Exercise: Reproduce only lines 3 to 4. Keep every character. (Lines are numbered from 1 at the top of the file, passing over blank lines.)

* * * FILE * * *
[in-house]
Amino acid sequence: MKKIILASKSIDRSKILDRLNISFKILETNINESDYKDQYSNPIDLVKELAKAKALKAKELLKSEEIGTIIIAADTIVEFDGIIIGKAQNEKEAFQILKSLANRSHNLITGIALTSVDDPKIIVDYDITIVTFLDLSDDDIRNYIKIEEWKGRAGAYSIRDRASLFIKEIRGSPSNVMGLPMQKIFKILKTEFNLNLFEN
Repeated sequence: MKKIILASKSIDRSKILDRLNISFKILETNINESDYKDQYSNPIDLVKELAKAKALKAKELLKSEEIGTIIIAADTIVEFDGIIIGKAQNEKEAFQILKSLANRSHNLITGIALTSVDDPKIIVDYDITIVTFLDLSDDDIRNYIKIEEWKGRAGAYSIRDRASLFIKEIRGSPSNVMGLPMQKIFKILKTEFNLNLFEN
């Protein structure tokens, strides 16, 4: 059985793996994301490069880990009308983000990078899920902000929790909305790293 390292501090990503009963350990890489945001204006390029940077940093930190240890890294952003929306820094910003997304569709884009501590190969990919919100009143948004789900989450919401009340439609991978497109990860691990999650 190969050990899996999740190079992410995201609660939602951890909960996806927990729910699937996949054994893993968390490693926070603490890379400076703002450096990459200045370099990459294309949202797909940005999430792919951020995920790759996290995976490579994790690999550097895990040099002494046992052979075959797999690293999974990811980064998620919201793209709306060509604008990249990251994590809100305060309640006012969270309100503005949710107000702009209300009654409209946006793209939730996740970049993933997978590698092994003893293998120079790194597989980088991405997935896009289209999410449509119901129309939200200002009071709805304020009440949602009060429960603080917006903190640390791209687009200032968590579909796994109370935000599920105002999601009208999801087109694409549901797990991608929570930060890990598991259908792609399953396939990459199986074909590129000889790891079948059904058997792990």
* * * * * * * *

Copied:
Repeated sequence: MKKIILASKSIDRSKILDRLNISFKILETNINESDYKDQYSNPIDLVKELAKAKALKAKELLKSEEIGTIIIAADTIVEFDGIIIGKAQNEKEAFQILKSLANRSHNLITGIALTSVDDPKIIVDYDITIVTFLDLSDDDIRNYIKIEEWKGRAGAYSIRDRASLFIKEIRGSPSNVMGLPMQKIFKILKTEFNLNLFEN
């Protein structure tokens, strides 16, 4: 059985793996994301490069880990009308983000990078899920902000929790909305790293 390292501090990503009963350990890489945001204006390029940077940093930190240890890294952003929306820094910003997304569709884009501590190969990919919100009143948004789900989450919401009340439609991978497109990860691990999650 190969050990899996999740190079992410995201609660939602951890909960996806927990729910699937996949054994893993968390490693926070603490890379400076703002450096990459200045370099990459294309949202797909940005999430792919951020995920790759996290995976490579994790690999550097895990040099002494046992052979075959797999690293999974990811980064998620919201793209709306060509604008990249990251994590809100305060309640006012969270309100503005949710107000702009209300009654409209946006793209939730996740970049993933997978590698092994003893293998120079790194597989980088991405997935896009289209999410449509119901129309939200200002009071709805304020009440949602009060429960603080917006903190640390791209687009200032968590579909796994109370935000599920105002999601009208999801087109694409549901797990991608929570930060890990598991259908792609399953396939990459199986074909590129000889790891079948059904058997792990």